Do you know the secret to roller derby?

Most people in the derbyverse will understand when you join this type of community you broaden your network of friends and you soon find that 90% of your news feed on Facebook is all derby related! This is fantastic when people are sharing links to blogs about derby and articles of interest.

One such post lately linked to Kamikaze Kitten’s blog (she skates for the London Rollergirls) and her post The Secret Ingredient. Go read it NOW!

In essence it discusses the true secret ingredient to a winning roller derby teams success is the refs and NSOs.

“Strict, accurate reffing at training creates a sharp disciplined team. It creates the kind of team that can innovate with strategies and trust their refs to learn along with them”.

I have nothing but the utmost respect for refs (this is from years of playing basketball and having my Dad as a referee) how are we suppose to learn and get better if our mistakes aren’t called out at training and we have the opportunity for things to be explained to us from our knowledgable refs.

“So why do we give our refs so much grief at training? I believe that a lot of this is down to us taking penalty calls as criticism rather than as information”.

Our refs are there to help us develop as skaters. Calling us out when we cut the track, (when we’re adamant we didn’t!) or getting inches away from back blocking, it’s not to piss us off, or target us, it’s so we learn when to rain ourselves in. To watch our feet and get more awesome at that game!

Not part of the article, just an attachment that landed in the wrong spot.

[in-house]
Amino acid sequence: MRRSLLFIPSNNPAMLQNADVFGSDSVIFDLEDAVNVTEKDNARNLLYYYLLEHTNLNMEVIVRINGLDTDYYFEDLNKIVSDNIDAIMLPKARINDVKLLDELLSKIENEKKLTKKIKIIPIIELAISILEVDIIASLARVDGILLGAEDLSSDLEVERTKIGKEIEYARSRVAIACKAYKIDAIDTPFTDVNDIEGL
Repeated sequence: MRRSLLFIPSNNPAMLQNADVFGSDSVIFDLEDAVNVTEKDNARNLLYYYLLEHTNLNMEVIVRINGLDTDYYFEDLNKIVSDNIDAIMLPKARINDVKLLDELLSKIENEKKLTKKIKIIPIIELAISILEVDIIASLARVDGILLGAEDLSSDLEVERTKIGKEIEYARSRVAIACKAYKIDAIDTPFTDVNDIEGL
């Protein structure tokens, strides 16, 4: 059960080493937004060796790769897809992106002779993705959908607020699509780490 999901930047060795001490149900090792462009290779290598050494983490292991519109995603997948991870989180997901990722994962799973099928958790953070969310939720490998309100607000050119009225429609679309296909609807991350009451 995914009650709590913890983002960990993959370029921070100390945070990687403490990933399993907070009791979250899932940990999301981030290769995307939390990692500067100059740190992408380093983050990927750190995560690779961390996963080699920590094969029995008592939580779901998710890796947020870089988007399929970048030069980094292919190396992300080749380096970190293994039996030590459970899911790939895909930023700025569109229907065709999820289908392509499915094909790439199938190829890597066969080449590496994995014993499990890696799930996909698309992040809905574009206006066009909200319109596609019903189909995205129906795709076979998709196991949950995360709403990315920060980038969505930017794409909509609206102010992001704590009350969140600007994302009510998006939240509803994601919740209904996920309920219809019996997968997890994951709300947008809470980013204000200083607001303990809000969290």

I reposted that article on Facebook which got a fantastic response from Murder City Roller Girls Ref Bear Grylled. I asked him to elaborate his thoughts on the article from a refs perspective.

“I think the skaters don’t understand and don’t often appreciate how complicated it is to be a ref and make an accurate call. Firstly you have to know what the rules are (as the rules have been written by the skaters for the skaters) and they are changed every few years by the skaters. Secondly you have to see what is going on and judge the impact, not the intent, as accurately as humanly possible. You may not see everything out there but you will see a different perspective to what the skater sees. The skater will see whats in front of her, the ref will see what’s infront, alongside, behind, what’s coming up and what she has skated away from. You have about 3-5 seconds to look, decide what you saw, decide the severity of what you saw, find your whistle, check the skaters colour and number, make the call, make the correct hand signal and then send her off, or keep skating.

When a skater has a chance to ‘fill in’ for the refs on scrimmage nights, I think they develop a whole new understanding of what being a Referee in Roller Derby is all about.